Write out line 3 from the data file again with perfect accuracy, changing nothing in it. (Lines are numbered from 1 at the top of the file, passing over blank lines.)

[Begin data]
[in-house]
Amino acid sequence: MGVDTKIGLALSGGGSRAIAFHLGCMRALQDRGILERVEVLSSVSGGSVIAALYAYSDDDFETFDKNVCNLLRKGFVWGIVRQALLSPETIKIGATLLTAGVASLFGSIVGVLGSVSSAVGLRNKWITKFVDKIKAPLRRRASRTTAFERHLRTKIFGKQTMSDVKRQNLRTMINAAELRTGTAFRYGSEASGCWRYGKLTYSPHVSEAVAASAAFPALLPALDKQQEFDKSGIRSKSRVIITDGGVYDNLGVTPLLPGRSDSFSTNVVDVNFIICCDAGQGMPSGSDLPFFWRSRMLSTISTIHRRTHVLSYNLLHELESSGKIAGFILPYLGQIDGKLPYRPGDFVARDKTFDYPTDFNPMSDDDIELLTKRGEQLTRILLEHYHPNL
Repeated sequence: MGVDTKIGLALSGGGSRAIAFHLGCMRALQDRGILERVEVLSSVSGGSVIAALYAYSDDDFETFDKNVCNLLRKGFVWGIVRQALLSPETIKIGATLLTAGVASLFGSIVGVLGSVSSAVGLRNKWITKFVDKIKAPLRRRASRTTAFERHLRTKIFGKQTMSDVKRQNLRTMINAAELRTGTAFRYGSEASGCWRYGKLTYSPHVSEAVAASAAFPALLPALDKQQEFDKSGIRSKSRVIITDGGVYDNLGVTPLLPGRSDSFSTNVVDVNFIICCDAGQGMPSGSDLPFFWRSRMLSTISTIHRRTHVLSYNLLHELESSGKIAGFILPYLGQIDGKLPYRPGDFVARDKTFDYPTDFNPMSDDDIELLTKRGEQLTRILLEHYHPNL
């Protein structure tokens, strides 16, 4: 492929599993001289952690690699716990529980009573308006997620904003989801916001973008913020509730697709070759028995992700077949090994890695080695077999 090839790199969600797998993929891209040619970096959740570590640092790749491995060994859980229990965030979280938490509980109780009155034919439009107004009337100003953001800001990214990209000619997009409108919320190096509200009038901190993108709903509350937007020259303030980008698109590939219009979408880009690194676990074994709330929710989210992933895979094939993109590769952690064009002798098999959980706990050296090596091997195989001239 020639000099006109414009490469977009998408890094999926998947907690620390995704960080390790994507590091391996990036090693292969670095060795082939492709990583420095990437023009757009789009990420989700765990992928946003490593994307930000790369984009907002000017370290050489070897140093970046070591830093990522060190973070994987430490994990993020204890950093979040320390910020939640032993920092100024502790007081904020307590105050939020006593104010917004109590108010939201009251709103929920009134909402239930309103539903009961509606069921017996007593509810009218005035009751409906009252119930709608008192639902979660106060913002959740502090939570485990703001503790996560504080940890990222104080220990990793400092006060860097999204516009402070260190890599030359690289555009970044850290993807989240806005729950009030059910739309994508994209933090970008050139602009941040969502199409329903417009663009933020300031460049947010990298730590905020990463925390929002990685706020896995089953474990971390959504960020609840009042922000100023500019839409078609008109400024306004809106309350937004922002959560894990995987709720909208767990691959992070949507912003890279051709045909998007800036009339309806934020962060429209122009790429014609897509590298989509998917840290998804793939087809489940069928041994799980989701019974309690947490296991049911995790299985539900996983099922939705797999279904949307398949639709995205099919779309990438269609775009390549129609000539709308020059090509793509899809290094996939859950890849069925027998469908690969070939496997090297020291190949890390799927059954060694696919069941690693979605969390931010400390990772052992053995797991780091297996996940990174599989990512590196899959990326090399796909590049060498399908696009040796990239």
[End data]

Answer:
Repeated sequence: MGVDTKIGLALSGGGSRAIAFHLGCMRALQDRGILERVEVLSSVSGGSVIAALYAYSDDDFETFDKNVCNLLRKGFVWGIVRQALLSPETIKIGATLLTAGVASLFGSIVGVLGSVSSAVGLRNKWITKFVDKIKAPLRRRASRTTAFERHLRTKIFGKQTMSDVKRQNLRTMINAAELRTGTAFRYGSEASGCWRYGKLTYSPHVSEAVAASAAFPALLPALDKQQEFDKSGIRSKSRVIITDGGVYDNLGVTPLLPGRSDSFSTNVVDVNFIICCDAGQGMPSGSDLPFFWRSRMLSTISTIHRRTHVLSYNLLHELESSGKIAGFILPYLGQIDGKLPYRPGDFVARDKTFDYPTDFNPMSDDDIELLTKRGEQLTRILLEHYHPNL